Volkswagen is walking away from 2020 with a profit of more than $12 billion despite the coronavirus pandemic that torpedoed car sales and snarled manufacturing supply chains.
The world’s largest automaker said in a statement on Friday that it expects operating profit of €10 billion ($12.2 billion) for 2020, a performance helped by a strong finish to the year.
After losing €1.4 billion ($1.7 billion) in the first six months of 2020, Volkswagen (VLKAF) “proved to be quite robust in the second half,” it added. Fourth quarter deliveries “continued to recover strongly” and outpaced the previous three months.
Volkswagen made nearly twice as much money in 2019, posting a profit of €19.3 billion ($23.5 billion) on sales of €252 billion ($306.6 billion). But shares in the company jumped as much as 6% in Frankfurt on Friday, suggesting that investors were expecting an even more precipitous drop in earnings.
Carmakers suffered a collapse in sales and disruption in supply chains during the early months of the pandemic. They are now facing a critical shortage of semiconductors that threatens to hamstring production just as the industry tries to stage a comeback.
Volkswagen has had to adapt production at plants in China, North America and Europe this quarter and could lose out on 100,000 units, or roughly 4% of global quarterly output, as a result of the components shortages, according to UBS analysts.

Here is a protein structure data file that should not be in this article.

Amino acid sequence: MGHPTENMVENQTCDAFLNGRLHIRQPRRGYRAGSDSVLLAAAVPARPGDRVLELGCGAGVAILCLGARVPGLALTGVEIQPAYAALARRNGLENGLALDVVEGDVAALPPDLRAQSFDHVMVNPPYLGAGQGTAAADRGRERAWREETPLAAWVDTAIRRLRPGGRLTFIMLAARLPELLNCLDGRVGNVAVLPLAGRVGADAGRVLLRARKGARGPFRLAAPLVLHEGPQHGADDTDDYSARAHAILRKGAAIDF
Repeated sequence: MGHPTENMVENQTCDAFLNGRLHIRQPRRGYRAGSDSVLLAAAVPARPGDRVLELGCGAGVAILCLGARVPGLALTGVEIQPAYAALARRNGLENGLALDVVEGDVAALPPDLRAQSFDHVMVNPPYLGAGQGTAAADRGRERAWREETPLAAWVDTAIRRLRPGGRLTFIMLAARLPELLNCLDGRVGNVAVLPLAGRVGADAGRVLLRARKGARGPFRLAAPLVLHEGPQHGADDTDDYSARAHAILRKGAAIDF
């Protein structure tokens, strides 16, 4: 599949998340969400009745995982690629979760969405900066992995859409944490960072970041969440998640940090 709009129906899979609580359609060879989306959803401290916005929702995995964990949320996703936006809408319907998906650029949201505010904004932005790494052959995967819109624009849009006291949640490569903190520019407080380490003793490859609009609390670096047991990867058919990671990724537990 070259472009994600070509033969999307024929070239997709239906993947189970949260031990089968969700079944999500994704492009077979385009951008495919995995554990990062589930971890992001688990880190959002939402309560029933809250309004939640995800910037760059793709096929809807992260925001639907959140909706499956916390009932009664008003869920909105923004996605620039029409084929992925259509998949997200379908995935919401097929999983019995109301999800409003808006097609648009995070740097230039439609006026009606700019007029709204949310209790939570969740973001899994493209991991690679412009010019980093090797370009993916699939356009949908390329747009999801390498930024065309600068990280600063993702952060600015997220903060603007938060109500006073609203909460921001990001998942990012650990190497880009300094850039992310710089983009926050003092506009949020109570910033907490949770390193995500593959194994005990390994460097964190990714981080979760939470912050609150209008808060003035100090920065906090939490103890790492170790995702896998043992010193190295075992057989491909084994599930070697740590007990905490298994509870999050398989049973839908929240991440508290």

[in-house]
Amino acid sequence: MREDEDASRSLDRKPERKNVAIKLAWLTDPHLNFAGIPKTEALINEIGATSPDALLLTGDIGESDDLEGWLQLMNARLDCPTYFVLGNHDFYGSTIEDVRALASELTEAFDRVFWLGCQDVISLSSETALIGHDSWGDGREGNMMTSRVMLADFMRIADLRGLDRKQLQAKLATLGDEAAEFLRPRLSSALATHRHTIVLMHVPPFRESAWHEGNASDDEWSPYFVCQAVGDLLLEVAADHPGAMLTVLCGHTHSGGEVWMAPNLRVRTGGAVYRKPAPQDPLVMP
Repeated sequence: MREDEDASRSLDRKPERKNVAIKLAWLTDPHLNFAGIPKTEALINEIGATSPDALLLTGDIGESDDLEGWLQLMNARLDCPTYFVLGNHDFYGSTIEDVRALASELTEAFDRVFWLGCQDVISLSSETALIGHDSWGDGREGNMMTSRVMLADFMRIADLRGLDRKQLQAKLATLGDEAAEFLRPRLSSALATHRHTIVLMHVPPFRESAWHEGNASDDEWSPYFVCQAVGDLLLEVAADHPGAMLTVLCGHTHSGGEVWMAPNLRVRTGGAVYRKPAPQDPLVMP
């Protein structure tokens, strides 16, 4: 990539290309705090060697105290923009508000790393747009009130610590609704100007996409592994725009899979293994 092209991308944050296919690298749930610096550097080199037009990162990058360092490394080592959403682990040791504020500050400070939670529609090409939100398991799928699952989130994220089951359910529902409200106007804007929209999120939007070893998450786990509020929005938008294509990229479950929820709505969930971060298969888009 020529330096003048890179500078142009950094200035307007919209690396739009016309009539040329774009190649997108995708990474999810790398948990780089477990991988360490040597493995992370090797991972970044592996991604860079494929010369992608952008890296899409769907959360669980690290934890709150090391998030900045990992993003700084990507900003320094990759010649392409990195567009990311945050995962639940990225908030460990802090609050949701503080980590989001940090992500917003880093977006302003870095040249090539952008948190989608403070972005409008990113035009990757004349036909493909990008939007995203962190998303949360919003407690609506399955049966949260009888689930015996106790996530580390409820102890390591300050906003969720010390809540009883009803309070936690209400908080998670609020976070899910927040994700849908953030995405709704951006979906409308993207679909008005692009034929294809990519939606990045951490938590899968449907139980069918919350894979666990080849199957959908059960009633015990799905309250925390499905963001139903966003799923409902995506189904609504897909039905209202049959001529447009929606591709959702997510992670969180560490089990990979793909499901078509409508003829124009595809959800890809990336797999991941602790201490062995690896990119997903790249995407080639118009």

The German carmaker, which also owns the Audi and Porsche brands, said last week that it “slightly expanded” its share of the worldwide passenger car market in 2020. It delivered 9.3 million vehicles, a drop of 15.2% from 2019. Deliveries held up better in China, its single largest market, declining 9% compared with a 20% slump in Europe.
Deliveries of battery electric vehicles hit 231,600, more than three times the volume in 2019. Plug-in hybrid deliveries surged 175% to 190,500 units.
It appears that traditional carmakers “can manage the transition to electric mobility much better than feared,” Bernstein senior analyst Arndt Ellinghorst said in a note to clients on Friday. “Investors need to wake up to the excessively low valuation of traditional car makers, especially in the context of valuation for everything ‘new mobility,’” he added.
Despite making just 500,000 vehicles in 2020, electric car leader Tesla (TSLA) is worth $800 billion, eight times Volkswagen’s market capitalization.
In his very first tweet this week, and perhaps as a sign of growing confidence at the German industrial giant, Volkswagen CEO Herbert Diess mentioned the company’s push into electric vehicles, tagging Tesla CEO Elon Musk.